The all-weather tracks at Turfway and Keeneland do not play like a dirt track, and are specifically opposite of their speed-favoring predecessors. While quite fair, they put a premium on endurance and trip, and there are no freebies. Connections of top 3-year-olds know this, and the trickle-down effect is that you simply don't see the front-end heist attempts in these races anymore.
Top-quality speedballs with only one way of running now are aimed away from the G2 Lane's End and G1 Blue Grass. That leads to more front-end speed in races like the G1 Wood Memorial, G2 Arkansas Derby and G2 Illinois Derby on the traditional dirt, thus drastically changing the complexion of races even outside the all-weather venues. Fleet early runners like Gayego, Sweetnorthernsaint, Cowtown Cat and War Pass have elected to tackle the races at Oaklawn, Aqueduct and Hawthorne. The G2 Lexington at Keeneland now has become a haven for speed types like Samba Rooster, who in past years might have tried to heist the Blue Grass, but instead are sent the shorter 1 1/16-mile trip.
The all-weather surface era has drastically changed the way some barns approach the Triple Crown trail. Bob Baffert was adamant about getting out on the road last year from Southern California, but seems more at home with the surface this year. Nick Zito has all but given up trying to win races on Polytrack. Steve Asmussen loves to train over it and race elsewhere. Doug O'Neill thinks his all-weather horses need a dirt prep to be ready for Louisville and is not afraid to hit the road.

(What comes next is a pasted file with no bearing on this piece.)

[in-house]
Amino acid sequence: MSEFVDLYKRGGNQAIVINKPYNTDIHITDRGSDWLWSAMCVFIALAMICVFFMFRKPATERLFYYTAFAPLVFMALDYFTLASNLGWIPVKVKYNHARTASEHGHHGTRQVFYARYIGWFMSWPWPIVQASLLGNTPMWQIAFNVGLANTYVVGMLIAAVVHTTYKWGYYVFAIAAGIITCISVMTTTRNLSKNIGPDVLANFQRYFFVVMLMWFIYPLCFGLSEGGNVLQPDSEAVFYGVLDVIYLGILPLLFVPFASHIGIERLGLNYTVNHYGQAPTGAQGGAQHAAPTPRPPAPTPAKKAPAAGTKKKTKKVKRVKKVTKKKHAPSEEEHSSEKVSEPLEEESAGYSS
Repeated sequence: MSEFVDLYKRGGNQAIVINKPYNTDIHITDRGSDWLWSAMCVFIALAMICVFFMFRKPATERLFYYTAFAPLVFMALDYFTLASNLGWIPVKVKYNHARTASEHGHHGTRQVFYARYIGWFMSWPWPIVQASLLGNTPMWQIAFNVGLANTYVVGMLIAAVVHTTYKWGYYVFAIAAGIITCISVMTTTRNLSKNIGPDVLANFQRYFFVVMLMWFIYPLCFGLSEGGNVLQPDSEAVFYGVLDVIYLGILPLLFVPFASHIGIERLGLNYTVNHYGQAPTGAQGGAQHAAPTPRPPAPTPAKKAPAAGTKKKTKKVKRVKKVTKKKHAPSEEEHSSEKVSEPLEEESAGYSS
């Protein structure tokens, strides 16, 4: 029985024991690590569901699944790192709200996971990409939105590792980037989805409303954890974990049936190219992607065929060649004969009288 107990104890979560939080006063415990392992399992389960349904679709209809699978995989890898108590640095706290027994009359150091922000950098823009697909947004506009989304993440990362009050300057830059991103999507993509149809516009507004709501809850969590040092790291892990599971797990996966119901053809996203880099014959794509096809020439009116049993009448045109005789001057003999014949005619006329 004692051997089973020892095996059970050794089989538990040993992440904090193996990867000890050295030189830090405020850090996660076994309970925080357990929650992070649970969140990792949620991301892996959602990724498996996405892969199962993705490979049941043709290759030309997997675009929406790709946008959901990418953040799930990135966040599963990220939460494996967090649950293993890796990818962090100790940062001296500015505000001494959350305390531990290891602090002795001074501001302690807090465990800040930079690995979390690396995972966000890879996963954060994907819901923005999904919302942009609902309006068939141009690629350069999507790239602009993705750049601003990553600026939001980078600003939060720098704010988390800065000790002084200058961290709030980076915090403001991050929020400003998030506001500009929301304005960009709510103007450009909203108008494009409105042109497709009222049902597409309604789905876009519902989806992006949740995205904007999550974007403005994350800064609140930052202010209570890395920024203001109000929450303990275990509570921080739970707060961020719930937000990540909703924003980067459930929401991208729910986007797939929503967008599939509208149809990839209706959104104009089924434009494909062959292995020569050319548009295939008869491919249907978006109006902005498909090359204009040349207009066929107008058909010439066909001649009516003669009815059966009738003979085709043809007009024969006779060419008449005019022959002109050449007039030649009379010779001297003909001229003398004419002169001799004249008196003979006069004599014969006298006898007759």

With every change of plans, every zig from the traditional zag, the historical face of how Derby contenders are prepped has evolved.
Making the money grade
The now-famous lone criteria for making the Kentucky Derby field, a horse's ranking in terms of graded stakes earnings, was first implemented in 1988. But the rule remained dormant until 1999 because the Derby fields did not oversubscribe with entries for more than a decade. The "need" to sip mint juleps and wear big hats was more subdued then, as five Derbies during that span had 15 or fewer starters in the gate.
From 1999-2003, a few minor exclusions from the Derby field took place due to the graded-earnings clause, most notably Unshaded in 2000 and Sunday Break in 2002. But the way the graded earnings would be perceived took a drastic public-relations turn in 2004 when Santa Anita Derby runner-up Rock Hard Ten and Wood Memorial third-place finisher Eddington both were excluded from the 20-horse field. The rising superstars would run second and third behind Smarty Jones in the Preakness, but their real impact was that they became the poster children for owners and trainers who now knew to take no chances on the earnings ladder.